Other suppliers included Avon Products who supplied Maybelline with its Sable Brown cream mascara in all sizes; the Anchor Brush Company, who provided brushes and plastic mouldings; the Chicago printer, Edwards and Deutsch, who produced the white Maybelline packaging cards; and Plastofilm, Inc. who made all the thermoformed blisters attached to the packaging cards.
After its incorporation in 1954 the company saw two decades of continuous growth and expansion with sales reaching $25 million in 1966 (Williams & Young, 2010, p. 304). During this time the company remained firmly fixed on eye products, including mascara, eyeliner, eyeshadow, eyebrow pencils, eyelash curlers and eyebrow tweezers.
In 1958, following Helena Rubinstein’s introduction of the ‘Mascara-matic’, Maybelline introduced its own wand mascara with a spiral brush, ‘Magic Mascara’. Also introduced were new self-sharpening eyeliner/eyebrow pencils and stick eye shadow. The new mascara wands would result in the decline of cake and cream forms and in 1963 Maybelline released ‘Ultra-lash’ mascara, followed soon after by ‘Ultra-Brow’, ‘Ultra-Line’, and ‘Ultra-Shadow’.
In 1967, Tom Lyle reached the age of seventy and was ready to sell. After turning down bids by Revlon and Schick he sold the company to Plough for just over $130 million in stock. One of the first things the new owners did was to widen the line to include lipsticks and nail polishes. The business remained named Maybelline through the merger of Plough with Scherling and the sale of Maybelline to the Wasserstein Perella investor group but it was renamed ‘Maybelline New York’ in 2001 by its current owners L’Oréal, USA.
|1915||Maybell Laboratories founded to make Lash-Brow-Ine.|
|1916||Advertising in Photoplay magazine begins.|
|1917||First real model used in advertising.|
Maybelline cake, eyelash and eyebrow make-up released.
|1918||Direct sale and distribution of products begins.|
|1923||Maybell Laboratories renamed Maybelline.|
|1924||Maybelline moves to new headquarters at 5900 North Ridge Avenue, Chicago.|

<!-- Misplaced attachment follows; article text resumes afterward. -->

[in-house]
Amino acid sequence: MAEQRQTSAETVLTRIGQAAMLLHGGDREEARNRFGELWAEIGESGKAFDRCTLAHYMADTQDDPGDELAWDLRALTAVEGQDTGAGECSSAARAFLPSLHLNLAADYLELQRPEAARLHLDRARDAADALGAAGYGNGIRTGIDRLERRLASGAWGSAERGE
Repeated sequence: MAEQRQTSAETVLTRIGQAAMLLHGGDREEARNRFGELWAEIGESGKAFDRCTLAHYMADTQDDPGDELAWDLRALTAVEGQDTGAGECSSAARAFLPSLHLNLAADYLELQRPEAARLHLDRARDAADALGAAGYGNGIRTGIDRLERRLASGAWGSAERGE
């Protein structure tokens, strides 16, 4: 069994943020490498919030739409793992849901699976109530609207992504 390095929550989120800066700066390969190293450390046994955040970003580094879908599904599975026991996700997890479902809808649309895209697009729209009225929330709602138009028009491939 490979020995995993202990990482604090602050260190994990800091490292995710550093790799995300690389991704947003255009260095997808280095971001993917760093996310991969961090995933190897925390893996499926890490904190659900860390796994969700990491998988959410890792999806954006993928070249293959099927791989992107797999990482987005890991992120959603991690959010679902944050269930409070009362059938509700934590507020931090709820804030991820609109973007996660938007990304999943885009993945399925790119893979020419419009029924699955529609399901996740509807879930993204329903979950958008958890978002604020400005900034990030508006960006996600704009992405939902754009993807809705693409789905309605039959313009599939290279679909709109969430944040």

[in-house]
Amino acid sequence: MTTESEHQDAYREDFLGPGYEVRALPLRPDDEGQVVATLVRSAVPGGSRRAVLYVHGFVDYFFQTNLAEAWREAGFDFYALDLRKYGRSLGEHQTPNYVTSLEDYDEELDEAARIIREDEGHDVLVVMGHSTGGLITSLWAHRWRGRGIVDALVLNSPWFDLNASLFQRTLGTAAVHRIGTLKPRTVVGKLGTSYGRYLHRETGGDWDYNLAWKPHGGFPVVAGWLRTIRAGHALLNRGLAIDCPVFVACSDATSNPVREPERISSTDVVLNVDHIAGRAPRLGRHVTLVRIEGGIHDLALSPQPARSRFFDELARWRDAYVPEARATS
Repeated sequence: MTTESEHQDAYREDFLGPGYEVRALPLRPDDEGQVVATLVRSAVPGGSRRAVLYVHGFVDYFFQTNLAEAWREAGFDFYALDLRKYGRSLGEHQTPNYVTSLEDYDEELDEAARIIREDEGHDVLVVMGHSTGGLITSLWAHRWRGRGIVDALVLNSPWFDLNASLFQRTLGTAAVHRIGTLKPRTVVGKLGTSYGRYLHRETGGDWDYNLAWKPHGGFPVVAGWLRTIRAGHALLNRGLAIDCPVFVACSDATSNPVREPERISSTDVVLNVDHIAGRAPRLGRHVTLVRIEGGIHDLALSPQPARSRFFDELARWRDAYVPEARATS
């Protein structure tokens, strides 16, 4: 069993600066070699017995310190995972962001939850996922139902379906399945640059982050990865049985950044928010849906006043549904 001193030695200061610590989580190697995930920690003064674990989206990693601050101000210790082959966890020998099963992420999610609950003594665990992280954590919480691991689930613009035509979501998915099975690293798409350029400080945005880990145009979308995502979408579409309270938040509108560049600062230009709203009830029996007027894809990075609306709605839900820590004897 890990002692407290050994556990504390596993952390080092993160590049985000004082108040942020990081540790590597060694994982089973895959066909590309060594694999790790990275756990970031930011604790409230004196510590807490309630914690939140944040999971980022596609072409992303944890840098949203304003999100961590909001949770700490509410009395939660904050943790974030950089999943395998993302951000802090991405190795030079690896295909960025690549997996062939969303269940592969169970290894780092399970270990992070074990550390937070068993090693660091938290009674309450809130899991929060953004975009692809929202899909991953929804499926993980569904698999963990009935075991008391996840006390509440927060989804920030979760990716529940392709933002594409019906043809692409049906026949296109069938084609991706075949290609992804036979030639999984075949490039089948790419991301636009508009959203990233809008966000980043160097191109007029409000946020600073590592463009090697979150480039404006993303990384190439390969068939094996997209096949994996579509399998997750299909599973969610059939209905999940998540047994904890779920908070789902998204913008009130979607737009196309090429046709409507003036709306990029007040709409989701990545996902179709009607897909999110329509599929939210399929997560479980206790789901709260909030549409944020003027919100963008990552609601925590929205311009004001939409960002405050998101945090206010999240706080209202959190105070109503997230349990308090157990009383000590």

|1925||Waterproof Liquid Maybelline eye make-up introduced.|
|1929||Eyebrow pencils (black and brown) and eyeshadow (blue, black, brown and green) introduced into the product line.|
|1930||Violet colour added to eyeshadows.|
|1931||Maybelline introduces new formulation for cake eyelash darkener.|
|1932||10-cent mascara created for drug and variety stores.|
|1933|| Harold (Rags) Ragland joins the company.|
Maybelline begins to be sold direct to stores outside of the Chicago area.
Mail-order starts to be closed down.
First use of the word mascara in Maybelline advertising.
The mascara manufacturing equipment sold to brother-in-law Tom Hewes, who establishes the De Luxe Mascara Company to make cake mascara for Maybelline.
|1934||Blue colour added to mascara.|
The Maybelline Hour radio show starts on WFNT Chicago.
|1936||Cream mascara in a waterproof zipper case released.|
|1951||Emerald Green mascara introduced.|
First television advertising by Maybelline.
|1955||Antiwrinkle Eye Cream introduced (withdrawn the following year).|
|1957||Self sharpening eyebrow and eyeliner pencil introduced.|
|1958||Magic Mascara with a spiral brush introduced.|
|1961||Fluid Eye Liner introduced.|
|1963||Ultra-Lash mascara released, followed soon after by Ultra-Brow, Ultra-Line, and Ultra-Shadow.|
|1967||Natural Hair Lashes introduced|
Maybelline acquired by Plough.
|1971||Great Lash, a water-based mascara, is introduced to replace Ultra Lash.|
|1983||Shine Free Oil Control make-up line featuring non-comedogenic formulas introduced.|
|1990||Maybelline acquired by Wasserstein Perella & Co.|
|1991||“Maybe she’s born with it. Maybe it’s Maybelline” advertising tagline created.|
|1996||Maybelline acquired by L’Oréal USA.|
|2001||Maybelline becomes Maybelline New York.|
Updated: 21st October 2014
Jones, G. (2010). Beauty imagined: A history of the global beauty industry. Oxford: Oxford University Press.
deNavarre, M. G. (1941). The chemistry and manufacture of cosmetics. Boston: D Van Nostrand Company.
Phillips, M. C. (1934). Skin deep: The truth about beauty aids. New York: Garden City Publishing.
Poucher, W. A. (1932). Perfumes, cosmetics and soaps, Vols. 1-2 (4th ed.). London: Chapman and Hall.
Sharrie Williams. (2011, September). Retrieved September 3, 2011, from http://www.maybellinebook.com/
Williams, S. & Youngs, B. (2010). The Maybelline story and the spirited family dynasty behind it. Florida: Bettie Youngs Books Publishing.